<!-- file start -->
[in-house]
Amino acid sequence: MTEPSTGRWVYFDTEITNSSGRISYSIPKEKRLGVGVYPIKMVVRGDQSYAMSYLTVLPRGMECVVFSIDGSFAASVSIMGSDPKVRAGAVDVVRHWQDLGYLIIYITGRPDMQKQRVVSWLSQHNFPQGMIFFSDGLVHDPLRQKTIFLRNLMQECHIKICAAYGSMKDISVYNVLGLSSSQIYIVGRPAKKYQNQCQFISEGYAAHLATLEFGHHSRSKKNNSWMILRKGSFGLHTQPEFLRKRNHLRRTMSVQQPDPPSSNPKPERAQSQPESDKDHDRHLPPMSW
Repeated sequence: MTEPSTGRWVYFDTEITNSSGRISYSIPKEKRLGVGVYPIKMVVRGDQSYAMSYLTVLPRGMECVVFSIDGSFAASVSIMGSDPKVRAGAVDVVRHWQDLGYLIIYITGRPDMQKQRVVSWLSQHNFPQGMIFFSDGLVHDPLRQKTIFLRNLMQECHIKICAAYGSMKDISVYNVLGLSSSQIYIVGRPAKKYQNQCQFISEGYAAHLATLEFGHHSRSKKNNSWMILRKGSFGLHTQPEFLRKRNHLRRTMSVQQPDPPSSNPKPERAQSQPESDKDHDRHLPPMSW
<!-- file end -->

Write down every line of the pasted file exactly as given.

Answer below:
[in-house]
Amino acid sequence: MTEPSTGRWVYFDTEITNSSGRISYSIPKEKRLGVGVYPIKMVVRGDQSYAMSYLTVLPRGMECVVFSIDGSFAASVSIMGSDPKVRAGAVDVVRHWQDLGYLIIYITGRPDMQKQRVVSWLSQHNFPQGMIFFSDGLVHDPLRQKTIFLRNLMQECHIKICAAYGSMKDISVYNVLGLSSSQIYIVGRPAKKYQNQCQFISEGYAAHLATLEFGHHSRSKKNNSWMILRKGSFGLHTQPEFLRKRNHLRRTMSVQQPDPPSSNPKPERAQSQPESDKDHDRHLPPMSW
Repeated sequence: MTEPSTGRWVYFDTEITNSSGRISYSIPKEKRLGVGVYPIKMVVRGDQSYAMSYLTVLPRGMECVVFSIDGSFAASVSIMGSDPKVRAGAVDVVRHWQDLGYLIIYITGRPDMQKQRVVSWLSQHNFPQGMIFFSDGLVHDPLRQKTIFLRNLMQECHIKICAAYGSMKDISVYNVLGLSSSQIYIVGRPAKKYQNQCQFISEGYAAHLATLEFGHHSRSKKNNSWMILRKGSFGLHTQPEFLRKRNHLRRTMSVQQPDPPSSNPKPERAQSQPESDKDHDRHLPPMSW